Toward an understanding of when and why situational constraints influence performance
Horner, Margaret Tutt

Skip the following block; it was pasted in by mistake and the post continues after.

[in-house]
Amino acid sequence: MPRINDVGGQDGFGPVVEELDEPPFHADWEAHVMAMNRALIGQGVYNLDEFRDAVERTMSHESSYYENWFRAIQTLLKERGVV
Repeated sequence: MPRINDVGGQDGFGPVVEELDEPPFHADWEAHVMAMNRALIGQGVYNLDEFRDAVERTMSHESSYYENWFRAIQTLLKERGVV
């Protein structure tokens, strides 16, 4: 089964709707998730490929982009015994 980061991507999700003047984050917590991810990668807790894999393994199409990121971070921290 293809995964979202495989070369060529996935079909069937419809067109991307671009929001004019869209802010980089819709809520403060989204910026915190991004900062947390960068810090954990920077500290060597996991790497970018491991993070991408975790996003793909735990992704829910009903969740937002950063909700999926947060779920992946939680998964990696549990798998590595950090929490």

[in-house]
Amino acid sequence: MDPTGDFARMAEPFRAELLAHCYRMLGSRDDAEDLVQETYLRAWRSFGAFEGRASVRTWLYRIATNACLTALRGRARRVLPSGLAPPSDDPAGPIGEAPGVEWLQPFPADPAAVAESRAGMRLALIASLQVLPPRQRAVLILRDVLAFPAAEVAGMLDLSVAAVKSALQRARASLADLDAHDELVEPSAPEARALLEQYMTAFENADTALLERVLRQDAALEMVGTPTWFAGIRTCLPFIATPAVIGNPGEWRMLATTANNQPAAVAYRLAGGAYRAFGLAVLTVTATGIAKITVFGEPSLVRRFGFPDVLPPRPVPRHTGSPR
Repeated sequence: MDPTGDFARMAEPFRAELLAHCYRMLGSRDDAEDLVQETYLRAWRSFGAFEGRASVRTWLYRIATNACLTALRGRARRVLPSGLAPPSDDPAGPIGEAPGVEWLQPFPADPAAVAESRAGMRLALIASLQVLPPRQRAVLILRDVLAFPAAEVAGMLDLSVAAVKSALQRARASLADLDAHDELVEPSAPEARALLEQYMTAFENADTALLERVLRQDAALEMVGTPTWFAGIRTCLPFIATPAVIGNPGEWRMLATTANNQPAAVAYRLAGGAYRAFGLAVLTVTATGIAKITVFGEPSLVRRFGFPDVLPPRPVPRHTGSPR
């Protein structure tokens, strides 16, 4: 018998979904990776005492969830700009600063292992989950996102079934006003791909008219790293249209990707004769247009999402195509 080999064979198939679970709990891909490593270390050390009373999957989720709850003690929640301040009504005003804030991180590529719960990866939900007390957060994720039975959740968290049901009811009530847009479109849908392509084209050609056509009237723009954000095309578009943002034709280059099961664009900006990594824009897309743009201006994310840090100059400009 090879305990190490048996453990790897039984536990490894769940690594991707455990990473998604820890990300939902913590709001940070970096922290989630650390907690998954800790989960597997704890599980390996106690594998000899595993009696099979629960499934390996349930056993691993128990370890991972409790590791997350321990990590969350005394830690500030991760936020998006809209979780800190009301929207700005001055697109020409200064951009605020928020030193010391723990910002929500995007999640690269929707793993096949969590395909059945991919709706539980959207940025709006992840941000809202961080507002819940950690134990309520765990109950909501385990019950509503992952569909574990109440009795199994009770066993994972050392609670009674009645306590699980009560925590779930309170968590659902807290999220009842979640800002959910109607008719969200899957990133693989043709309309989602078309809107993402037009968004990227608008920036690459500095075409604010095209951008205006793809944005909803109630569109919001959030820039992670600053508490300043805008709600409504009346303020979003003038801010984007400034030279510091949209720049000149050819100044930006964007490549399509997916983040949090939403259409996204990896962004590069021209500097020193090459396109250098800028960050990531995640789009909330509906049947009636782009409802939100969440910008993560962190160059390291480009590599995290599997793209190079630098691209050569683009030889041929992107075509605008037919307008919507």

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The current study sought to explain when and why situational constraints negatively influence performance on a complex task. In particular, perceived control and affective reactions (frustration and satisfaction) were examined as potential explanatory mechanisms, while ability and motivation were tested as moderators. The influence of situational constraints on task strategies was also examined and tested for possible nonlinearity. Finally the extent to which task strategy use moderates the situational constraint-task performance relationship was investigated. A laboratory study using 158 undergraduate psychology students was conducted. Three levels of situational constraints (low, moderate, high) were experimentally manipulated. Performance on a problem solving execution task, as well as experimenter observations of strategy use, were used to represent the constructs of interest in the study. Results indicated that situational constraints were directly related to task satisfaction and frustration and performance. In addition task strategy use was directly related to performance. However, there was no evidence for mediation or moderation effects. Limitations and future directions are discussed.